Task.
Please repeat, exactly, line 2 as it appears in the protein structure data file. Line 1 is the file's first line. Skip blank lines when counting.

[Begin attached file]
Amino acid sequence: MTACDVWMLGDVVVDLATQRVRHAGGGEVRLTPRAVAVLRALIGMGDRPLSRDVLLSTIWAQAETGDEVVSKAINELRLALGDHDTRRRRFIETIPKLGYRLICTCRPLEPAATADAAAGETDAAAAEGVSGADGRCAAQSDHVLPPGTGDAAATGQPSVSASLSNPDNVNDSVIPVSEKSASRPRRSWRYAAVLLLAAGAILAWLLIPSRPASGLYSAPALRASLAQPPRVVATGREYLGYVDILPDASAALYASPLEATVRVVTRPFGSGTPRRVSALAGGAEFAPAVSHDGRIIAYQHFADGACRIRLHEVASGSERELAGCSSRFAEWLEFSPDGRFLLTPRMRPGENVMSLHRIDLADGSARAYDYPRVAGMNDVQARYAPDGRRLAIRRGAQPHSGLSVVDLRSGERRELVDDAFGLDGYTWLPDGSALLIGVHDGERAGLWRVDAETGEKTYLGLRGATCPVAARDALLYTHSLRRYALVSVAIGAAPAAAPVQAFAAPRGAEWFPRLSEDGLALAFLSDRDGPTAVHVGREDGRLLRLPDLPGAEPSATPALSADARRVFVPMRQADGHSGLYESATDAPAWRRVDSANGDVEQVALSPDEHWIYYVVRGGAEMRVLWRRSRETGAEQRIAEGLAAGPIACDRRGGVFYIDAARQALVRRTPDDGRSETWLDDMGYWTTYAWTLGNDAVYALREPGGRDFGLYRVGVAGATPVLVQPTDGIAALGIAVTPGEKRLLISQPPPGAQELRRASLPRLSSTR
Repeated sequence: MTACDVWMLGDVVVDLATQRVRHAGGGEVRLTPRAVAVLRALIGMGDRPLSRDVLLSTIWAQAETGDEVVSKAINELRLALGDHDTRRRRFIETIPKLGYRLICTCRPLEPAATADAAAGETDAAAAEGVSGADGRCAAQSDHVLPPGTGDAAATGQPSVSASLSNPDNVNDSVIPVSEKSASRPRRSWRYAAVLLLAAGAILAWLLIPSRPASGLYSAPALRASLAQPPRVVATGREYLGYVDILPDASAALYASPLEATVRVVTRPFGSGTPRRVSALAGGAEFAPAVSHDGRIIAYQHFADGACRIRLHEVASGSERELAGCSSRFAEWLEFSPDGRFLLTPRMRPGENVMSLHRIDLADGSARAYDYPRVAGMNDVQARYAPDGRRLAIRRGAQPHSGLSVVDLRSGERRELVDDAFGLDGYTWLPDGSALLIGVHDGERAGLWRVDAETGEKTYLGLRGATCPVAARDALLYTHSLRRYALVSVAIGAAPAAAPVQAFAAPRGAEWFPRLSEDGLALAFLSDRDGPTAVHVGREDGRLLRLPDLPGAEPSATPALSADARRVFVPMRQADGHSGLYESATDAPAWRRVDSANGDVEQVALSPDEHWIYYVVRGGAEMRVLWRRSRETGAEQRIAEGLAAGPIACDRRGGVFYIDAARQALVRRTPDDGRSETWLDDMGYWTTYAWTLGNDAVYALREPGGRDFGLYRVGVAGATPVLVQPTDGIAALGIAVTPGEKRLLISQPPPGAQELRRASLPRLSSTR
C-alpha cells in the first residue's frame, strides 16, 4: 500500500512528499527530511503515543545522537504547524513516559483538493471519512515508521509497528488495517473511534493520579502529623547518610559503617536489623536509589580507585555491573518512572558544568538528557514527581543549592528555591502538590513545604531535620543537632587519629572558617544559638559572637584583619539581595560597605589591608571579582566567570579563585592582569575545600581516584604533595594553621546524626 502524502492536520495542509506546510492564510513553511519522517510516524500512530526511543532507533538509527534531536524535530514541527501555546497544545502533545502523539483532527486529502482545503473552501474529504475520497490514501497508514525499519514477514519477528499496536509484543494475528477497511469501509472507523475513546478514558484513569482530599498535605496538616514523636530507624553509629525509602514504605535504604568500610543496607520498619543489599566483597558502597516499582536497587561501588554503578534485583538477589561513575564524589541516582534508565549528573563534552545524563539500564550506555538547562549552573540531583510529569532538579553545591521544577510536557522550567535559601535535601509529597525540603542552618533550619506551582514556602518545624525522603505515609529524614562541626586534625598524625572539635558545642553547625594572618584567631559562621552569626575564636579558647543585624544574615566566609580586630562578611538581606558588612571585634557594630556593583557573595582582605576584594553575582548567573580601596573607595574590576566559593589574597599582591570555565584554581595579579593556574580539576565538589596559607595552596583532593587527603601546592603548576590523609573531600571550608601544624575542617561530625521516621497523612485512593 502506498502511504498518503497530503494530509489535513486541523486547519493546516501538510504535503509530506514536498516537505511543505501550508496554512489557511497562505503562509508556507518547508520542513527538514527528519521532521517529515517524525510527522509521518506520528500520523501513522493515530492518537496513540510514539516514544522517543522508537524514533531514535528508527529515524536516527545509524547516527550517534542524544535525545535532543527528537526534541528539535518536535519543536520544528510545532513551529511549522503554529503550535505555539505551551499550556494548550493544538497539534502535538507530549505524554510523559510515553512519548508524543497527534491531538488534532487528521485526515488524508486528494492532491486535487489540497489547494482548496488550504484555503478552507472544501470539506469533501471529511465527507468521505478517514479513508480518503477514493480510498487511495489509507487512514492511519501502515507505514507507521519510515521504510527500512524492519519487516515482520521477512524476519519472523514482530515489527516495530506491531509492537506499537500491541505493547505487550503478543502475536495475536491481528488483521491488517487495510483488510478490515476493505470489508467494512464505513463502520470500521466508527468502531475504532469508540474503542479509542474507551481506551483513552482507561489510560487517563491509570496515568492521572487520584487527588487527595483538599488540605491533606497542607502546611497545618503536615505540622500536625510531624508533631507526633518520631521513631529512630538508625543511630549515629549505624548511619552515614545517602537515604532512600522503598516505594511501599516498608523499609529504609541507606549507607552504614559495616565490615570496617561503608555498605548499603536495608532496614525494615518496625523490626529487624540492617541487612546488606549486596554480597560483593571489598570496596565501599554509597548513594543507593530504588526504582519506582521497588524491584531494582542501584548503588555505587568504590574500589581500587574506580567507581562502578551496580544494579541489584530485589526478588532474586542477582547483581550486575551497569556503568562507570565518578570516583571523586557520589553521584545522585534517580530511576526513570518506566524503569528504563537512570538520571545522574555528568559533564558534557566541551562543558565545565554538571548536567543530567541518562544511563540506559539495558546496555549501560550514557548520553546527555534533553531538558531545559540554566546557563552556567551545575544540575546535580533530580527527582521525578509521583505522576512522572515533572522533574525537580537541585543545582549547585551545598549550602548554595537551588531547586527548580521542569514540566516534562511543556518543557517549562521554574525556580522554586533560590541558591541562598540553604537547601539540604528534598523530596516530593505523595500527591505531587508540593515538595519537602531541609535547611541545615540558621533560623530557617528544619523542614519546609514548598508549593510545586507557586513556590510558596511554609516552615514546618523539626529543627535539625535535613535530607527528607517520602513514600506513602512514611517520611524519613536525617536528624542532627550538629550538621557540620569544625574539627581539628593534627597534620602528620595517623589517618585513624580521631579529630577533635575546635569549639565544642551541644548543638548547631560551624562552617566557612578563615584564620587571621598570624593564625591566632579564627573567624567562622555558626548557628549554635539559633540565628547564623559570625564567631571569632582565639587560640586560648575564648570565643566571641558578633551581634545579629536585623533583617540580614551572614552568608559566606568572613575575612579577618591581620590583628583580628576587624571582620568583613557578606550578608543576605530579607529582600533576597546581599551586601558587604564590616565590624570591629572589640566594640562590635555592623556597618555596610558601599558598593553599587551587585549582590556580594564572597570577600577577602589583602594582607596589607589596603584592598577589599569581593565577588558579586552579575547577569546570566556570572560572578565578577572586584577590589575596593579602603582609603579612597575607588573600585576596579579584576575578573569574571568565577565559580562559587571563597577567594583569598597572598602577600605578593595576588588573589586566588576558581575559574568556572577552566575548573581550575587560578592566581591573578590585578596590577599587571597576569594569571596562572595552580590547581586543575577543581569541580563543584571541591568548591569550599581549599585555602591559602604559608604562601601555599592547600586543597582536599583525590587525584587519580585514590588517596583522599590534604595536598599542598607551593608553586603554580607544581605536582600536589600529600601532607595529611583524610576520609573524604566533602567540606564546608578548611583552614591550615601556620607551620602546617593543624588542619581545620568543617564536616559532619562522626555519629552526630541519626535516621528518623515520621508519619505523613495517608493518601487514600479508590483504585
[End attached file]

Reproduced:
Repeated sequence: MTACDVWMLGDVVVDLATQRVRHAGGGEVRLTPRAVAVLRALIGMGDRPLSRDVLLSTIWAQAETGDEVVSKAINELRLALGDHDTRRRRFIETIPKLGYRLICTCRPLEPAATADAAAGETDAAAAEGVSGADGRCAAQSDHVLPPGTGDAAATGQPSVSASLSNPDNVNDSVIPVSEKSASRPRRSWRYAAVLLLAAGAILAWLLIPSRPASGLYSAPALRASLAQPPRVVATGREYLGYVDILPDASAALYASPLEATVRVVTRPFGSGTPRRVSALAGGAEFAPAVSHDGRIIAYQHFADGACRIRLHEVASGSERELAGCSSRFAEWLEFSPDGRFLLTPRMRPGENVMSLHRIDLADGSARAYDYPRVAGMNDVQARYAPDGRRLAIRRGAQPHSGLSVVDLRSGERRELVDDAFGLDGYTWLPDGSALLIGVHDGERAGLWRVDAETGEKTYLGLRGATCPVAARDALLYTHSLRRYALVSVAIGAAPAAAPVQAFAAPRGAEWFPRLSEDGLALAFLSDRDGPTAVHVGREDGRLLRLPDLPGAEPSATPALSADARRVFVPMRQADGHSGLYESATDAPAWRRVDSANGDVEQVALSPDEHWIYYVVRGGAEMRVLWRRSRETGAEQRIAEGLAAGPIACDRRGGVFYIDAARQALVRRTPDDGRSETWLDDMGYWTTYAWTLGNDAVYALREPGGRDFGLYRVGVAGATPVLVQPTDGIAALGIAVTPGEKRLLISQPPPGAQELRRASLPRLSSTR